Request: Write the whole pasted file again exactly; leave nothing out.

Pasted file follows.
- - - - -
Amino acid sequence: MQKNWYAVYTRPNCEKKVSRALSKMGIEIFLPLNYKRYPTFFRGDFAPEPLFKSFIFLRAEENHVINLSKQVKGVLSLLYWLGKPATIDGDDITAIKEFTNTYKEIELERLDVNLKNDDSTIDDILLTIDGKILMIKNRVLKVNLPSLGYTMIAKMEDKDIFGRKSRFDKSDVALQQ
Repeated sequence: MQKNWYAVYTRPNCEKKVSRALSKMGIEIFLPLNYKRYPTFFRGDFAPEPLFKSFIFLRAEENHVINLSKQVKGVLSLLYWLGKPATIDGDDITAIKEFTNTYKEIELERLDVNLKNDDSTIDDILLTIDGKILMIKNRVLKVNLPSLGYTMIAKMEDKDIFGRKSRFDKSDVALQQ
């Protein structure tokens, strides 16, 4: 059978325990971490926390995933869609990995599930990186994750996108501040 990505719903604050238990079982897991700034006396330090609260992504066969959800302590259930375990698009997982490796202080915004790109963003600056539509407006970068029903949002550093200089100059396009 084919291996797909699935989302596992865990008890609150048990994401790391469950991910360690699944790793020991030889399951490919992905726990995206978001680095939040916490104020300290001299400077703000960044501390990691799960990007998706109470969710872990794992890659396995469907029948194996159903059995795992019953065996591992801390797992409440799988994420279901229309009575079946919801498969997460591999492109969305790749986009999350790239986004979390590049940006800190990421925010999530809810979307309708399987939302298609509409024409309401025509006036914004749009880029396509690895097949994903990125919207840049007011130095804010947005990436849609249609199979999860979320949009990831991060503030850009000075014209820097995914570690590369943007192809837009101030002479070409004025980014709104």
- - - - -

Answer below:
Amino acid sequence: MQKNWYAVYTRPNCEKKVSRALSKMGIEIFLPLNYKRYPTFFRGDFAPEPLFKSFIFLRAEENHVINLSKQVKGVLSLLYWLGKPATIDGDDITAIKEFTNTYKEIELERLDVNLKNDDSTIDDILLTIDGKILMIKNRVLKVNLPSLGYTMIAKMEDKDIFGRKSRFDKSDVALQQ
Repeated sequence: MQKNWYAVYTRPNCEKKVSRALSKMGIEIFLPLNYKRYPTFFRGDFAPEPLFKSFIFLRAEENHVINLSKQVKGVLSLLYWLGKPATIDGDDITAIKEFTNTYKEIELERLDVNLKNDDSTIDDILLTIDGKILMIKNRVLKVNLPSLGYTMIAKMEDKDIFGRKSRFDKSDVALQQ
């Protein structure tokens, strides 16, 4: 059978325990971490926390995933869609990995599930990186994750996108501040 990505719903604050238990079982897991700034006396330090609260992504066969959800302590259930375990698009997982490796202080915004790109963003600056539509407006970068029903949002550093200089100059396009 084919291996797909699935989302596992865990008890609150048990994401790391469950991910360690699944790793020991030889399951490919992905726990995206978001680095939040916490104020300290001299400077703000960044501390990691799960990007998706109470969710872990794992890659396995469907029948194996159903059995795992019953065996591992801390797992409440799988994420279901229309009575079946919801498969997460591999492109969305790749986009999350790239986004979390590049940006800190990421925010999530809810979307309708399987939302298609509409024409309401025509006036914004749009880029396509690895097949994903990125919207840049007011130095804010947005990436849609249609199979999860979320949009990831991060503030850009000075014209820097995914570690590369943007192809837009101030002479070409004025980014709104």